The New Apple Walled Garden

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Geeks and enthusiasts wearing WordPress t-shirts, using laptops covered in Data Portability, Microformats and RSS stickers lined up enthusiastically on Friday to purchase a device that is completely proprietary, controlled and wrapped in DRM. The irony was lost on some as they ran home, docked their new devices into a proprietary media player and downloaded closed source applications wrapped in DRM.

I am referring to the new iPhone – and the new Apple iPhone SDK that allows developers to build ‘native’ applications. The announcement was greeted with a web-wide standing ovation, especially from the developer community. The same community who demand all from Microsoft, feel gifted and special when Apple give them an inch of rope. When Microsoft introduced DRM into Media Player it was bad bad bad – and it wasn’t even mandatory, it simply allowed content owners a way to distribute and sell content from anywhere.

Apple has wrapped the iPhone SDK in enough licensing, security controls and right management that it would make the Microsoft Active Desktop team blush. The phone and platform that is certain to soon take second spot behind Symbian in the smart phone market is also the most restricted and closed. Applications can only be installed from a single source, iTunes, and open source applications and distribution is near impossible. How do you install an iPhone application without iTunes? Where are the community advocates arguing for a standard interface, openess and free code?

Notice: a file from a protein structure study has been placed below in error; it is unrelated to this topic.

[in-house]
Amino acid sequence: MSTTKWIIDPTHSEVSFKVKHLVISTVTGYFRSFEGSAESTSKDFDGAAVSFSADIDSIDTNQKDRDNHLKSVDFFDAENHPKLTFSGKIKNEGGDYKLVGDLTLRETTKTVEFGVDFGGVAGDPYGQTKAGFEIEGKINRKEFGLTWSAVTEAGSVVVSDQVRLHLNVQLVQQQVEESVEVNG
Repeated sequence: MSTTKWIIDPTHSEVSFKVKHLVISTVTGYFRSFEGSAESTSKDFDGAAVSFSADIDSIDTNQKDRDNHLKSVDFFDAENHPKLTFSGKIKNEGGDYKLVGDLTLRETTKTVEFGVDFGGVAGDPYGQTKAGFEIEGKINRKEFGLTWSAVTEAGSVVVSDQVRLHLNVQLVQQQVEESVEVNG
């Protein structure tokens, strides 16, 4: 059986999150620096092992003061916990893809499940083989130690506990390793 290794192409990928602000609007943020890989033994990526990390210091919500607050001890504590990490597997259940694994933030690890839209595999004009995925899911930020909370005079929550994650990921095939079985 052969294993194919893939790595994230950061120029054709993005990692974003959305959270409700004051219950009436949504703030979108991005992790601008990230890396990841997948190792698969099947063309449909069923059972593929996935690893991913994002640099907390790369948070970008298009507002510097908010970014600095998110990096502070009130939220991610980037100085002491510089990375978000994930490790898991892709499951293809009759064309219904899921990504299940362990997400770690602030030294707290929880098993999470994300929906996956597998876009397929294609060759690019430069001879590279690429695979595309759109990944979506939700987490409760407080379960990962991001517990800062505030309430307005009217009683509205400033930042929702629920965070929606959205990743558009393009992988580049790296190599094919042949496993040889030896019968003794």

What is more worrying is what the next move could be. Now that there is an AppStore with applications in iTunes, why wouldn’t Apple move next to distribute all applications through iTunes – both desktop and mobile? There is no reason for them not to – the response to AppStore has been so enthusiastic that it is almost assured that you will start seeing desktop apps distributed in the same way. As soon as users are ground into looking at everything through iTunes, distribution of software in the traditional manner would be near impossible. Apple would become the gatekeeper, and both developers and users will enthusiastically pay the toll in exchange for pretty devices with pretty applications.

Apple has a very strong following in the open source community, and I can no longer understand it nor justify my own support (I am writing this on a Macbook). They built OS X on FreeBSD (a project I have enthusiastically supported, contributed to and been a user of for 10 years or more), they built Safari on KHTML, and are now using libraries such as SproutCore in MobileMe. They have taken open source and everything it built and leveraged it to get to market faster – yet they have now, with iTunes and the new SDK, built a layer on top of it that excludes others. For Apple, open source is great when it furthers their own goals, but not when using it with Apple software where it may further the goals of others.